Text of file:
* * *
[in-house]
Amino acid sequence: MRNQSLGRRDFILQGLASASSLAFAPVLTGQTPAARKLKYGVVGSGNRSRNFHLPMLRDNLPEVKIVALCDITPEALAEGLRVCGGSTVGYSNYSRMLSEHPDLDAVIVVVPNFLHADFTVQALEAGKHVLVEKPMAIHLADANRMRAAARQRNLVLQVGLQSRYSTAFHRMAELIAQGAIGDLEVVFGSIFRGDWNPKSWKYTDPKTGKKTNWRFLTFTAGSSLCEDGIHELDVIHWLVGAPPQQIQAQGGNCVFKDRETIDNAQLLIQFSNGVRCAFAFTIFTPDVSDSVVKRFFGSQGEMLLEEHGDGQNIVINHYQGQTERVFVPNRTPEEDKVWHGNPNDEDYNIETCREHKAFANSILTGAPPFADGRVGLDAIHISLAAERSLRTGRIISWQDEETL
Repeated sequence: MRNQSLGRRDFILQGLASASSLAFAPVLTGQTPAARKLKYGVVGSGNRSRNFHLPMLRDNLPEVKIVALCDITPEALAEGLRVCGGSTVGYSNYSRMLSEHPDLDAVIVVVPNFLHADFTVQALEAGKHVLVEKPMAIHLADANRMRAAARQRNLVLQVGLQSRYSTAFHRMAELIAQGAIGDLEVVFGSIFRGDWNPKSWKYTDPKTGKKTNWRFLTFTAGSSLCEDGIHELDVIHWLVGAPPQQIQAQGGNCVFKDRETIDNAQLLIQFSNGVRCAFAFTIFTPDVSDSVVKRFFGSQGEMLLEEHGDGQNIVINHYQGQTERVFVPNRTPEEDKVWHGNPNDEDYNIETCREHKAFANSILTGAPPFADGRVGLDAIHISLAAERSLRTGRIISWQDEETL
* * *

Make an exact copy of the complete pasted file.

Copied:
[in-house]
Amino acid sequence: MRNQSLGRRDFILQGLASASSLAFAPVLTGQTPAARKLKYGVVGSGNRSRNFHLPMLRDNLPEVKIVALCDITPEALAEGLRVCGGSTVGYSNYSRMLSEHPDLDAVIVVVPNFLHADFTVQALEAGKHVLVEKPMAIHLADANRMRAAARQRNLVLQVGLQSRYSTAFHRMAELIAQGAIGDLEVVFGSIFRGDWNPKSWKYTDPKTGKKTNWRFLTFTAGSSLCEDGIHELDVIHWLVGAPPQQIQAQGGNCVFKDRETIDNAQLLIQFSNGVRCAFAFTIFTPDVSDSVVKRFFGSQGEMLLEEHGDGQNIVINHYQGQTERVFVPNRTPEEDKVWHGNPNDEDYNIETCREHKAFANSILTGAPPFADGRVGLDAIHISLAAERSLRTGRIISWQDEETL
Repeated sequence: MRNQSLGRRDFILQGLASASSLAFAPVLTGQTPAARKLKYGVVGSGNRSRNFHLPMLRDNLPEVKIVALCDITPEALAEGLRVCGGSTVGYSNYSRMLSEHPDLDAVIVVVPNFLHADFTVQALEAGKHVLVEKPMAIHLADANRMRAAARQRNLVLQVGLQSRYSTAFHRMAELIAQGAIGDLEVVFGSIFRGDWNPKSWKYTDPKTGKKTNWRFLTFTAGSSLCEDGIHELDVIHWLVGAPPQQIQAQGGNCVFKDRETIDNAQLLIQFSNGVRCAFAFTIFTPDVSDSVVKRFFGSQGEMLLEEHGDGQNIVINHYQGQTERVFVPNRTPEEDKVWHGNPNDEDYNIETCREHKAFANSILTGAPPFADGRVGLDAIHISLAAERSLRTGRIISWQDEETL